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Hand in Hand: Crafting with Kids Paperback – April 3, 2012
The Amazon Book Review
Author interviews, book reviews, editors picks, and more. Read it now
“The projects in the book are simple for little hands and entertaining enough for older kids. What is completely unique about this book (in comparison to other kids crafting books that I can recall) is the fact that the projects are created by 20 extremely creative mothers (many well known in the online blogging world). Not only that, but they share their stories of creativity and how they relate to their children...The projects are simple but fun. Anyone can tackle them.” --A Little Hut
“The book is full of fabulous and creative DIY idea...Even if you don't have kids, this book is full of fabulous ideas and great inspiration - to use yourself or with the children in your life.” --The Creative Place
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I have to agree with the reviewer who characterized the book as being more about the bloggers than about the projects. While there are some fun projects in this book that I plan to try, it's maybe 50% or less about the projects and ideas, if you start counting pages. Much of the content of this book is overearnest hagiography: full-page photos of attractive young alt hipster moms with their charming kids in back carriers and handknit sweaters, and those moms' very general, *gentle*, soft-focus musings from their blogs about mothering, playing and working with kids, homeschooling, appreciating nature, creative lifestyle etc.
Some of that can be inspirational, and individually I do admire these photogenic-yet-normal women and their creativity, but overall I found the balance of content of the book to be far too heavy on the biography and over-generalized waxing philosophical about motherhood and kids and crafting. To spend 15% of a page's real estate, page ten for example, to put in a sidebar with big subheaders, telling me in two chunks of text that making soup or jam can be fun and creative with kids (without offering anything novel or specific) seems forehead-smackingly obvious, trite, and annoying. Do I really need to see half a dozen photos of each mom just hanging out with her kids, totally unrelated to the project described?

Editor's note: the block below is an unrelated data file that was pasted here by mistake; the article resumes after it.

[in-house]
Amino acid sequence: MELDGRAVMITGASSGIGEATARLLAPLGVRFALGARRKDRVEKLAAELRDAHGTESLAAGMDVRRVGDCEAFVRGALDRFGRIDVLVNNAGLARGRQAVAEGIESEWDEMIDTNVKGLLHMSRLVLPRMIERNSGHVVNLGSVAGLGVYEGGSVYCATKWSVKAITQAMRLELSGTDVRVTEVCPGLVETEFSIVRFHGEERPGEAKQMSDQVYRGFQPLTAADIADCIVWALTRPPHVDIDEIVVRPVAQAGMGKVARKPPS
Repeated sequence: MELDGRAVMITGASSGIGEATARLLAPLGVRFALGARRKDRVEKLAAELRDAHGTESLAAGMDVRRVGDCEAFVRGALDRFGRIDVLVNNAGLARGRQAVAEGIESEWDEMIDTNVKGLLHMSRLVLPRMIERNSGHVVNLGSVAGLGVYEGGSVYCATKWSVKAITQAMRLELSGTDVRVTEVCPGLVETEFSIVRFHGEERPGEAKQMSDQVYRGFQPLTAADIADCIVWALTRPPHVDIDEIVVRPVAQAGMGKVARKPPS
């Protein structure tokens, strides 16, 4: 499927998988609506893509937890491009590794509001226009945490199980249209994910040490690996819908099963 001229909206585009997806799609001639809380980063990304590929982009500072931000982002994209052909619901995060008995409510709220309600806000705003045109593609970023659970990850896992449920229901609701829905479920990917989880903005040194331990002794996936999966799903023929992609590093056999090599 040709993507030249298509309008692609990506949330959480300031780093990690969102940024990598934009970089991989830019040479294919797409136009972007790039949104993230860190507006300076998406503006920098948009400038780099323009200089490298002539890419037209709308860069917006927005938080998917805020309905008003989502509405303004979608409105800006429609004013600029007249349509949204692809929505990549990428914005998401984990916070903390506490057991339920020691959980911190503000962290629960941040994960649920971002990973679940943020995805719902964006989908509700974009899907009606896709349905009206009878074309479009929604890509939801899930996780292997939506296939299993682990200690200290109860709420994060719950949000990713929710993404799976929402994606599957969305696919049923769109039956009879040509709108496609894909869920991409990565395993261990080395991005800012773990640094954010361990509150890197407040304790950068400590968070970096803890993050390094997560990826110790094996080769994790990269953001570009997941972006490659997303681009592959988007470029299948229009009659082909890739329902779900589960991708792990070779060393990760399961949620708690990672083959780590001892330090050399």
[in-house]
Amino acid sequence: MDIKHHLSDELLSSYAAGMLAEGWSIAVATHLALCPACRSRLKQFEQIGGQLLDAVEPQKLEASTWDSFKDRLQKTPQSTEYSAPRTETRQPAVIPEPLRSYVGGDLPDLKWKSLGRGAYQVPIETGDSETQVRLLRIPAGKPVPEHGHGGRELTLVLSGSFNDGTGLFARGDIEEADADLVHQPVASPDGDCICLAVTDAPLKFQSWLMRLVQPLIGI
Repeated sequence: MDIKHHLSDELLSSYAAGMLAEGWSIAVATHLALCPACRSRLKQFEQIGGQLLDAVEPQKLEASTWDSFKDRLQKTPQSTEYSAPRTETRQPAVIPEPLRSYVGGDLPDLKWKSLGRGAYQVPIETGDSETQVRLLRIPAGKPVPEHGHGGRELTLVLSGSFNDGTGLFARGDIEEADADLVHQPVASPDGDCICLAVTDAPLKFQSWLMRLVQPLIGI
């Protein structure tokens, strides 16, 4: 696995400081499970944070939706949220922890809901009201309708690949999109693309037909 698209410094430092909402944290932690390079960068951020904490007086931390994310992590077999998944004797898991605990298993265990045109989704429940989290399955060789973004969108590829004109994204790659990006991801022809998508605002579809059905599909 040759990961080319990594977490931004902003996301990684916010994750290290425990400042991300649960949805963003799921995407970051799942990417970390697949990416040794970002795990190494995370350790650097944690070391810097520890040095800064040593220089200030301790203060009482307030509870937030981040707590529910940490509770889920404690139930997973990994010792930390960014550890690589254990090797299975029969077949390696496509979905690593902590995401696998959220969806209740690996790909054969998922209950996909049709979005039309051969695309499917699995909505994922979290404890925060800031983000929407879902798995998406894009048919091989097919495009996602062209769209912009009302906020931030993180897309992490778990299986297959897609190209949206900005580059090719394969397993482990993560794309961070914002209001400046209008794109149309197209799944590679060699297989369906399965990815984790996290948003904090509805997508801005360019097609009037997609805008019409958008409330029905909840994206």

The project descriptions are brief. They give a little guidance, and a list of suggested materials, but mostly seem to gently prod one to "try quilting" or "play around with old boxes"... This kind of general fuzzy 'direction' being offered makes this book seem a little too content-light for those of us looking for specific ideas of unique, fun crafty things to do with our kiddos. If I'm creative and unscheduled enough to design my own craft projects, I'm not sure I actually need this book. I expected, and would have preferred, that 'how-to-be-a-crunchy-mom' biography aspect more as a sidebar about the author of each project, with more actual projects from each author, and specific suggestions on how to complete specific craft projects. Instead, what you see in the book preview is actually what you get! Unfortunately, each 'mom' in the book only presents one project, and presents it briefly and in fairly general terms.
I was hoping for a best-of-the-web compendium of craft projects for families here, but apparently I'll have to keep searching the web for the rest/best of the book. I suspect the concept of the book was to promote these ladies' blogs? Personally, I buy books about creative project ideas because I want to spend LESS time in front of the screen. The author is a promoter and 'packager' of craft books, and I definitely fell for the packaging on this one. Great idea but not enough BEEF.
If you're not a crunchy mom but want to play one on TV, this could be your study guide. If you're already pretty crunchy, it will read a bit like parody at times. Not much edge or humor to be found here. And not that many projects for the page count. Try to get this one out of the library or just go online. Sorry, Jenny.
I enjoyed seeing all the photos of the moms with their children making all kind of homemade fun and just loving on each other. When my daughter first looked through it, she decided we should make the Cardboard Cityscape, which is made from recycled boxes with cellophane added for the windows. Add some paint, and you have yourself some awesome looking skyscrapers, perfect for playing with dolls. Hand in Hand was filled with delightful ideas from start to finish.